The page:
Goran Budija
- Zagreb,Croatia

Non-cyanide Silver Electroplating rubs off with a pencil eraser

November 10, 2014

Q. I help manage a non-cyanide silver electroplating process designed by Technic Inc. Our plating components appear to plate ok, but when we take a hard eraser to the surface of the component, we can rub off the silver to reveal copper underneath. We have been trying to experiment with the time in the plating tank and the amps delivered to the plating tank to try and increase the durability of the silver component. We clean the components in a heated alkaline cleaner solution as well as 10% sulfuric acid before rinsing them and plating the components.

We have been running this process for over a year, and the original components did not have this problem. Does anyone have any ideas that could identify the problem or improve our component durability?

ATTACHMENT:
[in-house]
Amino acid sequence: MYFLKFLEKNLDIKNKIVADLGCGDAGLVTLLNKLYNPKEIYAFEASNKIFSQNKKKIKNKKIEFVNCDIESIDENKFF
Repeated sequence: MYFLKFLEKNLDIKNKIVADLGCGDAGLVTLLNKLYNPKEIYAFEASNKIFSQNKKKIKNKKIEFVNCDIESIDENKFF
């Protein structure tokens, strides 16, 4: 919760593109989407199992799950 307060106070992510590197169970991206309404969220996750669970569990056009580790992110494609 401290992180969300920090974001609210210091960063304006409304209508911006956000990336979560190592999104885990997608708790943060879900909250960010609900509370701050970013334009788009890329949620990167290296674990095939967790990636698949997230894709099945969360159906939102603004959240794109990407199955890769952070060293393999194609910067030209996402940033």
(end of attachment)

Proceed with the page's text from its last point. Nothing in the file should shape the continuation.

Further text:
Christopher DeSilva
- Chicago, Illinois, US

November 19, 2014

A. Hello Christopher,
If all the components in the bath are within operating parameters, I would ask Technic if it's time to carbon treat the bath. I have used a SOFT ERASER before to "polish" dull finishes, but never a hard eraser. As you know, silver is a soft metal and depending on your plating thickness, it may rub off. I would also verify the plating thickness to be sure you are getting what your requirements are. If this eraser test you perform is for adhesion testing, why not perform a bend test on Cu wire? If memory serves me correctly, there is a dilute sulfuric dip after the Ag plating process. Is the dip within operating parameters? A simple lab titration will verify this. Hope this helps!

Mark Baker
Process Engineer - Phoenix, Arizona USA

November 20, 2014

A. Seems your silver strike is too high in metal.

robert probert
Robert H Probert
Robert H Probert Technical Services
supporting advertiser
Garner, North Carolina

Editor's note: Mr. Probert is the author of Aluminum How-To / Aluminio El Como